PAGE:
Collaborating with peers and experts to explore professional dilemmas

In-service trainee educators learning about personal dilemmas from other perspectives, including those of peers and experts.



This PLU is designed for experienced in-service teachers undergoing professional learning, but could be adapted to meet the needs of beginner or intending educators. 

Learning goals

  • To encourage consideration of different perspectives on personal and professional dilemmas
  • To allow teachers to consider cross-institutional and cross-country perspectives on issues and challenges to support reflection on their own dilemmas
  • To support the development of skills for online learning and collaboration
  • To encourage participants to develop expertise and confidence in areas of practice which require innovative solutions to address change

Learning fields

  • Reflection for professional learning
  • Blended learning
  • Peer collaboration
  • Online Communication
  • Intercultural and interprofessional competencies 
  • Digital practice

Learning path (please see additional notes below for suggested adaptations)

  • Introduction to the activity by tutors – explaining the overall process, intended outcomes and individual and group commitment required
  • Individual participants engage in tutor-led activities to identify dilemmas in their own practice
  • Thematic groups are created where there are similarities between dilemmas. These groups engage in discussion and group members support each other to investigate literature and policy related to their theme and personal dilemmas
  • Participants engage in peer observation with colleagues to explore and discuss their professional dilemmas from interdisciplinary perspectives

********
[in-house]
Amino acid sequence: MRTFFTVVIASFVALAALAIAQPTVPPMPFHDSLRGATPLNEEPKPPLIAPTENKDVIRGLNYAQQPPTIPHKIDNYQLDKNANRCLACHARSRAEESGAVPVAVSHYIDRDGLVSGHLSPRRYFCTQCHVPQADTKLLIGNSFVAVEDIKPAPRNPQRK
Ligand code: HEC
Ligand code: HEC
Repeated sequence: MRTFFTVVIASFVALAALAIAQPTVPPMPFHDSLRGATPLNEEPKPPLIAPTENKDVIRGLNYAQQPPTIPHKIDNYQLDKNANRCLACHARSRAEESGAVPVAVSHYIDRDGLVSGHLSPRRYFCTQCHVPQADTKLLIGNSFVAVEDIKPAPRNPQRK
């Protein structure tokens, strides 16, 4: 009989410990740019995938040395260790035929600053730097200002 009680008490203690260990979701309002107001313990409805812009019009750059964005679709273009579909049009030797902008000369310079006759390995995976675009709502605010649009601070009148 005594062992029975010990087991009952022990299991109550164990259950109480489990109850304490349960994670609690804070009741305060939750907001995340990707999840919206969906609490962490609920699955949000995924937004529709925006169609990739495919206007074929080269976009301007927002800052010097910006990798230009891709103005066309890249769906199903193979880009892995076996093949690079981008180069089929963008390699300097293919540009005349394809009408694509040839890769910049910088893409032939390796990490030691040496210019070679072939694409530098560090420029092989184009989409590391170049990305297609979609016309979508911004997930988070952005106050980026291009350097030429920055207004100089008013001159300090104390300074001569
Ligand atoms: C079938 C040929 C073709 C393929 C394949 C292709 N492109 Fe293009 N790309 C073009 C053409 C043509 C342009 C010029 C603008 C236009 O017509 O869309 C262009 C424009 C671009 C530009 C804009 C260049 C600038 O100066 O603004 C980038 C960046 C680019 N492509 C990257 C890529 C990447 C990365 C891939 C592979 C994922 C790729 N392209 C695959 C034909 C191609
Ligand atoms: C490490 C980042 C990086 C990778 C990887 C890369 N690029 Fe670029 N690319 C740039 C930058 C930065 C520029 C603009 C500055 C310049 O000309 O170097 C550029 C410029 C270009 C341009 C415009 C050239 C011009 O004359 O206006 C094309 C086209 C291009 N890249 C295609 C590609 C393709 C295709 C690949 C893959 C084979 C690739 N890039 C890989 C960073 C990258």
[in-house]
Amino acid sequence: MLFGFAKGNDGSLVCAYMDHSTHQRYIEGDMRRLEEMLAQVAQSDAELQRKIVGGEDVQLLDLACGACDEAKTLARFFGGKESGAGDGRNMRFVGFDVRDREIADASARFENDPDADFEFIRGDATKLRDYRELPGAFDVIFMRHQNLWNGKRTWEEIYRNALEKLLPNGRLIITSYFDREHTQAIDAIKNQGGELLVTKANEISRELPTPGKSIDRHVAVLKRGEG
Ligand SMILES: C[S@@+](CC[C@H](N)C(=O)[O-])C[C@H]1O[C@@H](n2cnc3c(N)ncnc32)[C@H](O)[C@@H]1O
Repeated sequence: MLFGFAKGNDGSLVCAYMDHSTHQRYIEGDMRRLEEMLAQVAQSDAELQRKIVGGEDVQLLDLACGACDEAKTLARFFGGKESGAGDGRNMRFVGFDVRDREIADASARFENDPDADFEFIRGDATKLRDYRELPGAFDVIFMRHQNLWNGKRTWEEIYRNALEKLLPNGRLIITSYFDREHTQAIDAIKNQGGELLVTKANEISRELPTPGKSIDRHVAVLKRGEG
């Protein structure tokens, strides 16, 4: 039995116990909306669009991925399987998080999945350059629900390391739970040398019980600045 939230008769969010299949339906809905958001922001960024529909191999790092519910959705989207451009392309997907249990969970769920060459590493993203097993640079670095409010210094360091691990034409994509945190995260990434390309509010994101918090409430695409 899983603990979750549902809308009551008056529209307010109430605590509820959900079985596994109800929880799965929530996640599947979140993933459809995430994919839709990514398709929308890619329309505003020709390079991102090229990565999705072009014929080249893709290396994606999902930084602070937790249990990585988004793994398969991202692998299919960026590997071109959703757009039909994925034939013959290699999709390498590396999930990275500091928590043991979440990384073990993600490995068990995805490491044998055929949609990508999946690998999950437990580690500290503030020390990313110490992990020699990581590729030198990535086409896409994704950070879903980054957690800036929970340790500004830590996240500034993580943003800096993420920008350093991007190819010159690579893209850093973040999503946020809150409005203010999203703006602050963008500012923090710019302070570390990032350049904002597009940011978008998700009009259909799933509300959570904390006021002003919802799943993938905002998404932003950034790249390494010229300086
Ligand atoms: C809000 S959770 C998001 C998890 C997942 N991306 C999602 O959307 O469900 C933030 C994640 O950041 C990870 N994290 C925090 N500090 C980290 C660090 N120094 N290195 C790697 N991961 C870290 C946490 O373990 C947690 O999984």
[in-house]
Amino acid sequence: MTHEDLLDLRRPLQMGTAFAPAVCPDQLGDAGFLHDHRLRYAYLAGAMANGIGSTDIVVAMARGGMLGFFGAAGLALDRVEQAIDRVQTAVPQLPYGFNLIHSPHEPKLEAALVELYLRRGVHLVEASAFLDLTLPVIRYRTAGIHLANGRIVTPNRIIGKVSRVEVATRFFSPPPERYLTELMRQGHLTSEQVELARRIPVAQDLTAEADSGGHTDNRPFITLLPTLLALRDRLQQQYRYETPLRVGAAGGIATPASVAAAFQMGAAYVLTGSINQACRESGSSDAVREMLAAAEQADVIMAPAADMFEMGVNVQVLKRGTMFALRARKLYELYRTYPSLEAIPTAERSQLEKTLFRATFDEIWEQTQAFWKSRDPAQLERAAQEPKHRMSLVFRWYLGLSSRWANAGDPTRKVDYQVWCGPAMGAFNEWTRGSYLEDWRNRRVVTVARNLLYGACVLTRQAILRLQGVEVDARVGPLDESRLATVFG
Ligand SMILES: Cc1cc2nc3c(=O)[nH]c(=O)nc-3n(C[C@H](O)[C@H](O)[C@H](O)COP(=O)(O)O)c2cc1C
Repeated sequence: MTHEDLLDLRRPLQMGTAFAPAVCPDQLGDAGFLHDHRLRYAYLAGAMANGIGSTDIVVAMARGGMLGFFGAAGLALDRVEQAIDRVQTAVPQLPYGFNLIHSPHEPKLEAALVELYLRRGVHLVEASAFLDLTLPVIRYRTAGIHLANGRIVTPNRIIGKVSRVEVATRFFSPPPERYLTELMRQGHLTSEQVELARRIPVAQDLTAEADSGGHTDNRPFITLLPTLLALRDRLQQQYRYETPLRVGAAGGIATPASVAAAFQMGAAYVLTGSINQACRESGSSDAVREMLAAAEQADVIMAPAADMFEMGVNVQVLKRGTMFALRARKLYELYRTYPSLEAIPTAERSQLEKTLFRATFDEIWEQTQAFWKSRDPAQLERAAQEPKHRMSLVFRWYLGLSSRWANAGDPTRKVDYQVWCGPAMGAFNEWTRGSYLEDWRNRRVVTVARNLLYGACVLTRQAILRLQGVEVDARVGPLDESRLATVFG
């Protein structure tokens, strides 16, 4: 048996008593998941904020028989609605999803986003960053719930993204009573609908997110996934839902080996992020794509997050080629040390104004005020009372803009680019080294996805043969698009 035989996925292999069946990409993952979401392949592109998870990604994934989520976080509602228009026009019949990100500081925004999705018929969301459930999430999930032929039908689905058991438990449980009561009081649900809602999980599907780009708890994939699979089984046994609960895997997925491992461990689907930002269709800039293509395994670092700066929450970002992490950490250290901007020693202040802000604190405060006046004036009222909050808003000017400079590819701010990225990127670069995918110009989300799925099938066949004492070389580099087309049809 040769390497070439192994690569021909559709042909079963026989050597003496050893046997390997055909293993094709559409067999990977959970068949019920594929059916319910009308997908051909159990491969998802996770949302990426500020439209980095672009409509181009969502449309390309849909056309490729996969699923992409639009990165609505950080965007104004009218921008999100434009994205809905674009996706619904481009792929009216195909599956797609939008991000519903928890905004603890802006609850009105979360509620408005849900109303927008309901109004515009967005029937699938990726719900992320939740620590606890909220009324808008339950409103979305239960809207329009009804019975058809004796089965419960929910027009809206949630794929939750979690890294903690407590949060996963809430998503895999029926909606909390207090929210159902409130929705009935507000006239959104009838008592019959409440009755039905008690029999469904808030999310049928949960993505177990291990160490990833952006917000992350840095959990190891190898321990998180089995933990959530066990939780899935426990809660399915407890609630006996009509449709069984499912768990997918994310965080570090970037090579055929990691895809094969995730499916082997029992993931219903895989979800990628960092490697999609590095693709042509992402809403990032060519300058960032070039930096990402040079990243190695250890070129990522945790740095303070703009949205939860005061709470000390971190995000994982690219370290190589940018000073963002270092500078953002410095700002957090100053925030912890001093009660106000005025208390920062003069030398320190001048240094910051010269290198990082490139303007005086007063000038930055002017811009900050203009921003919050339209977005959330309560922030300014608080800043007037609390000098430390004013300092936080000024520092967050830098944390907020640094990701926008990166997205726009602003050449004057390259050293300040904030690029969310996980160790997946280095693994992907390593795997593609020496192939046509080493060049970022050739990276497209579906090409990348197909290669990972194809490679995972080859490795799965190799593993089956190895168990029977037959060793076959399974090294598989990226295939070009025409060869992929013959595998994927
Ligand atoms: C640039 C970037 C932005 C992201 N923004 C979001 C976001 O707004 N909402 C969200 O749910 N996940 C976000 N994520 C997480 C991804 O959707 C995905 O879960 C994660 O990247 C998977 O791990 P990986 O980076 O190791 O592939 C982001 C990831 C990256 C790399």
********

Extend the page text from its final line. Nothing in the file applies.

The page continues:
• Participants view short video/podcast contributions provided by international experts, which discuss dilemmas and issues in the experts’ contexts
  • Thematic groups meet synchronously online with other groups with similar interests (this may include groups from different institutions).  Discussion is focused on specific dilemmas or issues. Meetings should produce questions on dilemmas for the international experts. These group meetings are recorded and made available to allow those who are unable to attend to review the discussions.
  • At a plenary live online ‘Question and Answer’ session group representatives ask their questions to the international expert panel. This live event is recorded and made available to allow those who are unable to attend to review the discussions. 
  • At follow up local events participants and thematic groups reflect on how their learning from engagement with a range of different perspectives can inform a new or revised approach to their personal dilemma. 

Learning methods

  • Tutor-led activities
  • Individual research and reflection
  • Peer discussion and collaboration
  • Peer observation
  • Video/podcasts
  • Live online discussion with peers and experts

Learning environment

  • Local group discussions – face to face or online,